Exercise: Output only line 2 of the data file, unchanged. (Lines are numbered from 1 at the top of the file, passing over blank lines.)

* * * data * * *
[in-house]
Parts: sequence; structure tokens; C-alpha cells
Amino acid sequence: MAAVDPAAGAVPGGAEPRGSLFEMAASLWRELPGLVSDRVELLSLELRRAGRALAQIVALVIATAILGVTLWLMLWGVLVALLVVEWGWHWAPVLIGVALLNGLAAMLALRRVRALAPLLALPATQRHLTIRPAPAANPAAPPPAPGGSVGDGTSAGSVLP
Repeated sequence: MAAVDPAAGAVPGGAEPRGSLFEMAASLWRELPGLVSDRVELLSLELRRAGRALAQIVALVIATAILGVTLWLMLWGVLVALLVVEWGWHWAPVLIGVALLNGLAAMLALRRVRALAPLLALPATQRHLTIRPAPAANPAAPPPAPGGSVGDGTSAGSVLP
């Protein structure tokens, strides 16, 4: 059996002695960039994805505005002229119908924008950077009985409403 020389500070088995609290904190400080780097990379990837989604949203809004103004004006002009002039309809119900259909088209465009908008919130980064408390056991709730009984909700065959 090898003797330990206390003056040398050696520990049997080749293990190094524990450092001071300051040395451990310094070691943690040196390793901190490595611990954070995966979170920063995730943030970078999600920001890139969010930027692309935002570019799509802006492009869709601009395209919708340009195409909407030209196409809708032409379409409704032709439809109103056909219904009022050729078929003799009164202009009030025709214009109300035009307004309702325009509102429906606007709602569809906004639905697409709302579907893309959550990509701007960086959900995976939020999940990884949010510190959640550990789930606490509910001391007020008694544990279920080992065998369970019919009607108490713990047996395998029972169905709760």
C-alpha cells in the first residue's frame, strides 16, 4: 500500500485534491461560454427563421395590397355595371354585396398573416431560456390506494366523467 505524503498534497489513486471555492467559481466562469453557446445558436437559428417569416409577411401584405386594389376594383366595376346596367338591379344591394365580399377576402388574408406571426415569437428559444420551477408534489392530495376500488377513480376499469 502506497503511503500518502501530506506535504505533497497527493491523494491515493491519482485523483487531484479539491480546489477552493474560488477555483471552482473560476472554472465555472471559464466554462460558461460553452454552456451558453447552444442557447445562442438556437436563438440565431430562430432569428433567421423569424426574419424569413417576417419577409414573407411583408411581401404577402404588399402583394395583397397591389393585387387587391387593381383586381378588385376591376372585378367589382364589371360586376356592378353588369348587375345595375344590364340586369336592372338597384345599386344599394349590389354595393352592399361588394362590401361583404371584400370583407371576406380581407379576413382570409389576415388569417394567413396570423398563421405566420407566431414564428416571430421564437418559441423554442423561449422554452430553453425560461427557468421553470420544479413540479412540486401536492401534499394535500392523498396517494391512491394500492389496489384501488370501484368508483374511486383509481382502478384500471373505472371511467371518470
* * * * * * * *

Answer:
Parts: sequence; structure tokens; C-alpha cells